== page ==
4

National Circle of Journalists from Cuba Passes on Honoring a Cuban Journalist

^
Keep New Times Free
I Support
  • Local
  • Community
  • Journalism
  • logo

Support the independent voice of Miami and help keep the future of New Times free.

For the first time in its 15-year history, the National Circle of Journalists from Cuba did not give out an award recognizing a heroic colleague on the mainland when they commemorated Cuban Journalist Day on October 25.

It wasn't that reporters on the island were no longer risking arrest by stealthily passing information to a foreign correspondent. Or that there weren't still those posting anonymous blogs on the tightly State-controlled Internet. Or even that mimeographed dispatches were no longer being surreptitiously distributed.

The problem, group leaders say, was that the circle couldn't contact any of the candidates to inform them they would be winning an award that could place them "at great risk."

"There is a repressive wave in Cuba that has risen," says Jose R. Carreño, the group's president and a former political prisoner under the Castro regime. "We tried to make contact through various means."

"Before, we just made a phone call or used the internet," says the group's secretary, Marta R. Hanono.

Carreño, who like many of the other members of the circle comes from a

generation that clacked on the keys of a manual typewriter, says he

spent 16 years in a Cuban jail for undermining the

government-controlled propaganda machine.

After the revolutionary regime "took over all 200 printing presses and

every newspaper" on the island -- including the two Carreño wrote for, Excelsior and El Pais

-- he and some of his colleagues secretly tried to print their own

small paper every two weeks. Carreño said he was jailed in 1963 and

stayed behind bars until 1979, when international pressure led to the

release of 40 Cuban journalists.

Group members view the award as a vote of confidence for those trying

to write their mind under a totalitarian regime that has effectively

crushed free speech. They periodically send $100 to the island to make

sure journalists can buy paper and pens and other necessities, such as

shoes.

They're also trying to raise money to spruce up the 20-year-old Plaza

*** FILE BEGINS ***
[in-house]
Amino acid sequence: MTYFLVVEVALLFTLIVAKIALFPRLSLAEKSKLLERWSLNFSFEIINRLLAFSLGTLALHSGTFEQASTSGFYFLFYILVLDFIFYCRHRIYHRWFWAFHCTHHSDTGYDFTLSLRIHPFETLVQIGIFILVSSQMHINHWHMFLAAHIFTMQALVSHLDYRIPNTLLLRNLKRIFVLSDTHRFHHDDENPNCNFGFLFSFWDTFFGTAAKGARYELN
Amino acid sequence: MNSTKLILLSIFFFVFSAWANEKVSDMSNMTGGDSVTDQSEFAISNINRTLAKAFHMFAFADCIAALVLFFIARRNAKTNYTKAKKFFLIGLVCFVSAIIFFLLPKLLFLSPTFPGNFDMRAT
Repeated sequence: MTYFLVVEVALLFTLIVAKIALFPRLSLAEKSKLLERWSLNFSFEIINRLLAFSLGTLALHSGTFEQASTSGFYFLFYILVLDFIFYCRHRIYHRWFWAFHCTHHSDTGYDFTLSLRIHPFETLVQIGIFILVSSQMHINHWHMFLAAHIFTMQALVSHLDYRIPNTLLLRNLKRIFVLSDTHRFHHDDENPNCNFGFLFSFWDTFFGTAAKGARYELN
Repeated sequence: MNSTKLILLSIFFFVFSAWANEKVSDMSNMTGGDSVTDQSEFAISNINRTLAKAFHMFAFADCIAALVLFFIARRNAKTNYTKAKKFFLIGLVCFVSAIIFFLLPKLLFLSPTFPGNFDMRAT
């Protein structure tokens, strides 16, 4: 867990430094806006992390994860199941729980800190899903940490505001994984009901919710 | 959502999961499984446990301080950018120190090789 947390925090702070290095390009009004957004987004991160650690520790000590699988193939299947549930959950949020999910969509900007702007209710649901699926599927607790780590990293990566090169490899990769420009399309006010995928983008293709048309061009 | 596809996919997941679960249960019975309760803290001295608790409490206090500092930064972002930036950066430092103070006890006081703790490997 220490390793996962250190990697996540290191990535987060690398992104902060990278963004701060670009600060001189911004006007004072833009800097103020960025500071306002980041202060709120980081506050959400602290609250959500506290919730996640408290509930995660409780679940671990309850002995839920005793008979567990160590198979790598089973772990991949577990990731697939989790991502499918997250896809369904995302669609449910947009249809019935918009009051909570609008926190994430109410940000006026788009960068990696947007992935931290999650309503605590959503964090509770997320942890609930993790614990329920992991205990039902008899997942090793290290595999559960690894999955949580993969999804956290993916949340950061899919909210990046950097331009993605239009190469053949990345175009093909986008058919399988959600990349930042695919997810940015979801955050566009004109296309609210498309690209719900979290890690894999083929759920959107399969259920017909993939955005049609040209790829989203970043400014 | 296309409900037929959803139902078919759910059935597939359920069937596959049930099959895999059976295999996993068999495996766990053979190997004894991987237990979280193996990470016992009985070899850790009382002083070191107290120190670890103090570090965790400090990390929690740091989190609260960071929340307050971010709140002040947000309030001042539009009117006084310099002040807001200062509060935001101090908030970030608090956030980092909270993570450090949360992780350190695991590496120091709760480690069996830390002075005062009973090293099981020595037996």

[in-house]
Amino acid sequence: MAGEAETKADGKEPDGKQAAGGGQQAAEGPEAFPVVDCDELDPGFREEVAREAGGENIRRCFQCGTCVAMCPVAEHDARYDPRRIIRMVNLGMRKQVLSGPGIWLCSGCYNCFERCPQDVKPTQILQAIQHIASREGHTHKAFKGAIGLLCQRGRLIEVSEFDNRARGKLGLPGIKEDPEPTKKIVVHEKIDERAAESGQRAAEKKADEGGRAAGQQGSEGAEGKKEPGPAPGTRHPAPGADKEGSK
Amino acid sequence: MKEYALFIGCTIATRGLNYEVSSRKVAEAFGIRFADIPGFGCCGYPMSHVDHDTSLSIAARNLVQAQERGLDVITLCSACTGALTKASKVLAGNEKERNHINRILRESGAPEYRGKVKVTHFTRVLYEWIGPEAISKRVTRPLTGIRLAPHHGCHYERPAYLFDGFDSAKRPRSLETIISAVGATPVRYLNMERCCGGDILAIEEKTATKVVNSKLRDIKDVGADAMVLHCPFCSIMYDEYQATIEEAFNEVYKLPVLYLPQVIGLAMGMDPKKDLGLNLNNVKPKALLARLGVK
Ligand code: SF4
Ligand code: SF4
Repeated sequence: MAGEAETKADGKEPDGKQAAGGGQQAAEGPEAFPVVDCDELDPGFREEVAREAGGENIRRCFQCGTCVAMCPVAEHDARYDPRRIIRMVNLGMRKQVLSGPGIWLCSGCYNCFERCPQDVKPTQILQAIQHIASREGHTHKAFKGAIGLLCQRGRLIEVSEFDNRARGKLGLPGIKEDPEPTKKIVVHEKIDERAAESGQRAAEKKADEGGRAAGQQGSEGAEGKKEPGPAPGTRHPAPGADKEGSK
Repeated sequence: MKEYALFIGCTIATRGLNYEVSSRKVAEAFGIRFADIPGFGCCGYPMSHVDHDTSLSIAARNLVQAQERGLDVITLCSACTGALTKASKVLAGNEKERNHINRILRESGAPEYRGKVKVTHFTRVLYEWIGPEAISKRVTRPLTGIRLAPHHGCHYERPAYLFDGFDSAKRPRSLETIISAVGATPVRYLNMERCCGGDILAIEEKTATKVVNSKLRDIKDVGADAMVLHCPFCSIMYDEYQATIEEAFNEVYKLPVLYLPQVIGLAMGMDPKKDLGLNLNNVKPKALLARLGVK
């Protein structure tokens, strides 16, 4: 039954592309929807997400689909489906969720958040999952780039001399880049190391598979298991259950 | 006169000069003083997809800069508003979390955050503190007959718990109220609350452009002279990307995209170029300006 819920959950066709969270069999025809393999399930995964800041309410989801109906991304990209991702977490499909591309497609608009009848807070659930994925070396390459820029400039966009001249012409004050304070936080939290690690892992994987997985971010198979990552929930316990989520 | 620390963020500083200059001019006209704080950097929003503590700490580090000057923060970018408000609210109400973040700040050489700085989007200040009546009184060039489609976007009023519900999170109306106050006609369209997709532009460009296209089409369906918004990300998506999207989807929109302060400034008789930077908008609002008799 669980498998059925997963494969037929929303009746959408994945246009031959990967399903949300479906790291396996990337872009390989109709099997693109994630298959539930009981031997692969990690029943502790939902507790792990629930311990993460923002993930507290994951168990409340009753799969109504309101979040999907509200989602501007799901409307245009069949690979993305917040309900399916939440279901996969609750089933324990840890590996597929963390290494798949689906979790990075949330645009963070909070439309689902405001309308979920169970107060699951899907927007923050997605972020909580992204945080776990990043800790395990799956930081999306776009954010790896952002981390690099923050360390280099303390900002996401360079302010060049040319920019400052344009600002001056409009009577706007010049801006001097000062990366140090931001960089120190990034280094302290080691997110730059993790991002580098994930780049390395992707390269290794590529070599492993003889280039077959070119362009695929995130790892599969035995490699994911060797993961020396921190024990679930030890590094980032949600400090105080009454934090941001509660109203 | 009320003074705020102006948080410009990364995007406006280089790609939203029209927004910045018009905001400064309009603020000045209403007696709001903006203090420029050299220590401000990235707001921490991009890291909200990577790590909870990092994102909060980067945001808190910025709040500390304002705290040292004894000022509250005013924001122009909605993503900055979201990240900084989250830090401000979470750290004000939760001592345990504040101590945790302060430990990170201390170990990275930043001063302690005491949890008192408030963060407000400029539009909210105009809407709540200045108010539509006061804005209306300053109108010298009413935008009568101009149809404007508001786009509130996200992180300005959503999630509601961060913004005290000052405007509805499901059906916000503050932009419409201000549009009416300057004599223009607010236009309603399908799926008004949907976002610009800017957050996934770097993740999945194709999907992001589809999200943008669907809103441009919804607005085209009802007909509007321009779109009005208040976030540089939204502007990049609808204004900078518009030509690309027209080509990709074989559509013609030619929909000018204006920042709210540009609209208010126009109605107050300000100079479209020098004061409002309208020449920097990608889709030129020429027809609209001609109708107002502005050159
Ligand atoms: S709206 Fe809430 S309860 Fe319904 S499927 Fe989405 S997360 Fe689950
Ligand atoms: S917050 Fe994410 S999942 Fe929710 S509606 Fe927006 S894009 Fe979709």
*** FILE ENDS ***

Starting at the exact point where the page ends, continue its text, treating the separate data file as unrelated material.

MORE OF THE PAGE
de los Periodistas at S.W. 13th Avenue and 11th Street and update the

plaques bearing the names of all the Cuban journalists who have died in

exile.

If El Circulo didn't honor a journalist on the island this year, they

used the opportunity to present a special award during the group's

luncheon at La Habana Vieja, an old-style Cuban restaurant near Coral

Gables where the waiters are all men and the columns bear the names of

streets in Old Habana.

There, in the back room, after singing the American, Honduran and Cuban

national anthems, Carreño presented the award to "Roberto Micheletti

and his valorous Honduran people who have made manifest their love of

liberty with courage and determination" for keeping Mel Zelaya out of

power.

Keep Miami New Times Free... Since we started Miami New Times, it has been defined as the free, independent voice of Miami, and we would like to keep it that way. Offering our readers free access to incisive coverage of local news, food and culture. Producing stories on everything from political scandals to the hottest new bands, with gutsy reporting, stylish writing, and staffers who've won everything from the Society of Professional Journalists' Sigma Delta Chi feature-writing award to the Casey Medal for Meritorious Journalism. But with local journalism's existence under siege and advertising revenue setbacks having a larger impact, it is important now more than ever for us to rally support behind funding our local journalism. You can help by participating in our "I Support" membership program, allowing us to keep covering Miami with no paywalls.

We use cookies to collect and analyze information on site performance and usage, and to enhance and customize content and advertisements. By clicking 'X' or continuing to use the site, you agree to allow cookies to be placed. To find out more, visit our cookies policy and our privacy policy.

 

Join the New Times community and help support independent local journalism in Miami.

 

Join the New Times community and help support independent local journalism in Miami.